Instructor: Jennifer D. Keene (Chapman University)

Course Materials: Syllabus

HIST 604 3A / POLSC 604 3A: The Early Republic (2)

Having adopted a form of government, the Americans had to make it work. This course examines their efforts to do so, as the Republic took shape amidst foreign dangers, political conflict, westward expansion and religious revivals.

Instructor: Robert M.S. McDonald (United States Military Academy)

Course Materials: Syllabus

HIST 614 3A / POLSC 614 3A: Contemporary America, 1974 to present (2)

Examines the United States from the end of Watergate to the present, with emphasis on the rise of the new conservatism, the collapse of the Soviet Union, and the search for a new foreign policy. The social, economic, political, and diplomatic development of the country is stressed with a thematic emphasis.

Instructors: David F. Krugler (University of Wisconsin-Platteville) and Charissa Threat (Chapman University)

Course Materials: Syllabus

HIST 680 3HL: Violence in American History and Literature (2)

Violence has been a constant of American life since the first encounter. From early Native-American captivity narratives, vigilantism to lynching, from agrarian violence to urban riots and labor conflict, the course examines the causes of the mayhem including ethnic and religious hatred as well as race and gender prejudice. Topics are developed and analyzed that receive only cursory treatment in survey courses. Topics may include domestic violence, westerns, revenge, “justified” violence, and the literary depiction of violence. Authors may include William Faulkner, Thoreau, Nathaniel Hawthorne, Mark Twain, Louise Erdrich, Eudora Welty, Audrey Lorde, Stephen Crane, and Herman Melville.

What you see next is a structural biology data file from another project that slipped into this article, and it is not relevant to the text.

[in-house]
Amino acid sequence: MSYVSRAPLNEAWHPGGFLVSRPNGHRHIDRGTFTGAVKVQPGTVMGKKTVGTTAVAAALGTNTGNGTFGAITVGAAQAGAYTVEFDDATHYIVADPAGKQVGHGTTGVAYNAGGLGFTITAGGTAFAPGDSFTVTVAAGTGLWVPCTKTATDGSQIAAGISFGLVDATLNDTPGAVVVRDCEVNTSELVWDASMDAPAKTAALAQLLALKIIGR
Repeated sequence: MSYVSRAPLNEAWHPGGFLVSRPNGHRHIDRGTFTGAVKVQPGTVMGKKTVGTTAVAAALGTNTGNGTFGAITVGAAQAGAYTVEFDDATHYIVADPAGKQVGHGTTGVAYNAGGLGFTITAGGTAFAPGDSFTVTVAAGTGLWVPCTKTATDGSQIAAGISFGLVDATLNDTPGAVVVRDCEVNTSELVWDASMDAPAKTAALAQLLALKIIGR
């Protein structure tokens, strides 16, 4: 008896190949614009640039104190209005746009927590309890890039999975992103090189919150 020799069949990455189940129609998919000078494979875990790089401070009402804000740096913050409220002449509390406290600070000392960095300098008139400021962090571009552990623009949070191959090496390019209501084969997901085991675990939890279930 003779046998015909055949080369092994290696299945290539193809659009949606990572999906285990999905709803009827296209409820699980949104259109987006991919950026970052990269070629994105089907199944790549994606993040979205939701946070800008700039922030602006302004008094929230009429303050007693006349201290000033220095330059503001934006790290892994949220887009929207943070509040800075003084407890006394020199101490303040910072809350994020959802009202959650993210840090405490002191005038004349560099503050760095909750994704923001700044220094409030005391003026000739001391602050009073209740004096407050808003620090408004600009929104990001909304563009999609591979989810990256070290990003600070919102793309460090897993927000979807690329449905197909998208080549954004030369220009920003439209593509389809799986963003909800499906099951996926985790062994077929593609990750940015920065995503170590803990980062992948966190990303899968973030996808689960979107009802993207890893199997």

Instructor: Suzanne Hunter Brown (Dartmouth College) and Dan Monroe (Millikin University)

Course Materials: Syllabus

Session 4 – July 17 to July 22

HIST 505 4A / POLSC 505 4A: The Progressive Era (2)

The transition to an industrial economy posed many problems for the United States. This course examines those problems and the responses to them that came to be known as progressivism. The course includes the study of World War I as a manifestation of progressive principles. The course emphasizes the political thought of Theodore Roosevelt, Woodrow Wilson, and their political expression of progressive principles.